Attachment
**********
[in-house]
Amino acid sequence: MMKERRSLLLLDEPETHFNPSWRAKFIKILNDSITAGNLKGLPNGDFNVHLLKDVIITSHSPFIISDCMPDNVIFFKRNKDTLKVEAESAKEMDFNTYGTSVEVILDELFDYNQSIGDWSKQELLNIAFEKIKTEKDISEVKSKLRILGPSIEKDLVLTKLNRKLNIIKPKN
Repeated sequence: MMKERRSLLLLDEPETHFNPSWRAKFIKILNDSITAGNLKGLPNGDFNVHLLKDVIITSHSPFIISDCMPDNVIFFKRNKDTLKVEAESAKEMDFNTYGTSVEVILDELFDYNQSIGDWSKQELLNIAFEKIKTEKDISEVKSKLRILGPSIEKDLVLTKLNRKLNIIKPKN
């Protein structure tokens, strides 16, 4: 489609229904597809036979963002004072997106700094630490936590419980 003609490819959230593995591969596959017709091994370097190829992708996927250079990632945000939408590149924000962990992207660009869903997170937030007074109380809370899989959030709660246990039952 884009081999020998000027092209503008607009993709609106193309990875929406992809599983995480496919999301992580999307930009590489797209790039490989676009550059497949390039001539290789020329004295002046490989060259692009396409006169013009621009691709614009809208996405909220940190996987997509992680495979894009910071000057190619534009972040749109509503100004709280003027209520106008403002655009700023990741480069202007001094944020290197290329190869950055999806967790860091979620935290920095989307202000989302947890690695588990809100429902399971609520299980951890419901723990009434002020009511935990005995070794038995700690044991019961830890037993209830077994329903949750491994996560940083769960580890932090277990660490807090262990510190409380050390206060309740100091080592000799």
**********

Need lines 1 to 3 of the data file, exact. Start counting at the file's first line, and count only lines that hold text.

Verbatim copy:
[in-house]
Amino acid sequence: MMKERRSLLLLDEPETHFNPSWRAKFIKILNDSITAGNLKGLPNGDFNVHLLKDVIITSHSPFIISDCMPDNVIFFKRNKDTLKVEAESAKEMDFNTYGTSVEVILDELFDYNQSIGDWSKQELLNIAFEKIKTEKDISEVKSKLRILGPSIEKDLVLTKLNRKLNIIKPKN
Repeated sequence: MMKERRSLLLLDEPETHFNPSWRAKFIKILNDSITAGNLKGLPNGDFNVHLLKDVIITSHSPFIISDCMPDNVIFFKRNKDTLKVEAESAKEMDFNTYGTSVEVILDELFDYNQSIGDWSKQELLNIAFEKIKTEKDISEVKSKLRILGPSIEKDLVLTKLNRKLNIIKPKN